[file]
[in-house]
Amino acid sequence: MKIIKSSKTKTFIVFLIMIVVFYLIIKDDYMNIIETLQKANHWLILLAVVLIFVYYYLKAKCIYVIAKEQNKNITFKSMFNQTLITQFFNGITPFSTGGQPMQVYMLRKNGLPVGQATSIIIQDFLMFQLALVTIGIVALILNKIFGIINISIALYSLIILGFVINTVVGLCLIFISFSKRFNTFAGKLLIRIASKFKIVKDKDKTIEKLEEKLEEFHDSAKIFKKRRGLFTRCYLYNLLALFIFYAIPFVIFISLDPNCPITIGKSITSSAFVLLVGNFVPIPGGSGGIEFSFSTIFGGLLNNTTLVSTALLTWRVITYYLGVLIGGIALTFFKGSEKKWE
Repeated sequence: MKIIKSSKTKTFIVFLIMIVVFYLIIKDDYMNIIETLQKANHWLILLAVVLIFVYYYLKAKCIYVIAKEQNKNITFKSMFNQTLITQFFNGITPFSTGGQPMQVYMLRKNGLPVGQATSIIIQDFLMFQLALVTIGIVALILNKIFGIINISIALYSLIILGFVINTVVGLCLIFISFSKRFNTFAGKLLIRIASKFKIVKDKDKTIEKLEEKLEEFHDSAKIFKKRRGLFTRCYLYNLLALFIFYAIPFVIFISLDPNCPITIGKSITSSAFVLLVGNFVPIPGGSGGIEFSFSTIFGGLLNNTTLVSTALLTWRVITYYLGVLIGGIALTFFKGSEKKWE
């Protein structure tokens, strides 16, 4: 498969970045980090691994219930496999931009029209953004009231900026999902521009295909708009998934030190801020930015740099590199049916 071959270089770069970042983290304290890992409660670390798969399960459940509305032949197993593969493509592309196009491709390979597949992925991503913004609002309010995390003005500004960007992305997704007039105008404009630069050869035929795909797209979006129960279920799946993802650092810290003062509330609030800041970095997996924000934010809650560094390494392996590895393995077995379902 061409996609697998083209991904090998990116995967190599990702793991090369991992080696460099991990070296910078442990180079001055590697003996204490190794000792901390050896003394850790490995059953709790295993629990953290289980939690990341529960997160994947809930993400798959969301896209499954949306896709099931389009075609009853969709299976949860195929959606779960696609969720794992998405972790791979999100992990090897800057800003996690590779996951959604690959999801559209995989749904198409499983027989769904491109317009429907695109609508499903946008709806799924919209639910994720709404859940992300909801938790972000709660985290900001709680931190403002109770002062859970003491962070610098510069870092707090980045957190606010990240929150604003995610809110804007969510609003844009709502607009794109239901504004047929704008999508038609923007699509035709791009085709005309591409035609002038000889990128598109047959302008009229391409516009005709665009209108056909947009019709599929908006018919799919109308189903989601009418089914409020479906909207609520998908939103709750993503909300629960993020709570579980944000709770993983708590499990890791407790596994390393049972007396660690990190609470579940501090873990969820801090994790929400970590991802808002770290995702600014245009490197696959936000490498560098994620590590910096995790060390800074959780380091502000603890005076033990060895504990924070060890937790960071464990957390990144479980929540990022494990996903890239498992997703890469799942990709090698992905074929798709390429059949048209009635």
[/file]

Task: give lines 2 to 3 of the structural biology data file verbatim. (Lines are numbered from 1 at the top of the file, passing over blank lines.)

Amino acid sequence: MKIIKSSKTKTFIVFLIMIVVFYLIIKDDYMNIIETLQKANHWLILLAVVLIFVYYYLKAKCIYVIAKEQNKNITFKSMFNQTLITQFFNGITPFSTGGQPMQVYMLRKNGLPVGQATSIIIQDFLMFQLALVTIGIVALILNKIFGIINISIALYSLIILGFVINTVVGLCLIFISFSKRFNTFAGKLLIRIASKFKIVKDKDKTIEKLEEKLEEFHDSAKIFKKRRGLFTRCYLYNLLALFIFYAIPFVIFISLDPNCPITIGKSITSSAFVLLVGNFVPIPGGSGGIEFSFSTIFGGLLNNTTLVSTALLTWRVITYYLGVLIGGIALTFFKGSEKKWE
Repeated sequence: MKIIKSSKTKTFIVFLIMIVVFYLIIKDDYMNIIETLQKANHWLILLAVVLIFVYYYLKAKCIYVIAKEQNKNITFKSMFNQTLITQFFNGITPFSTGGQPMQVYMLRKNGLPVGQATSIIIQDFLMFQLALVTIGIVALILNKIFGIINISIALYSLIILGFVINTVVGLCLIFISFSKRFNTFAGKLLIRIASKFKIVKDKDKTIEKLEEKLEEFHDSAKIFKKRRGLFTRCYLYNLLALFIFYAIPFVIFISLDPNCPITIGKSITSSAFVLLVGNFVPIPGGSGGIEFSFSTIFGGLLNNTTLVSTALLTWRVITYYLGVLIGGIALTFFKGSEKKWE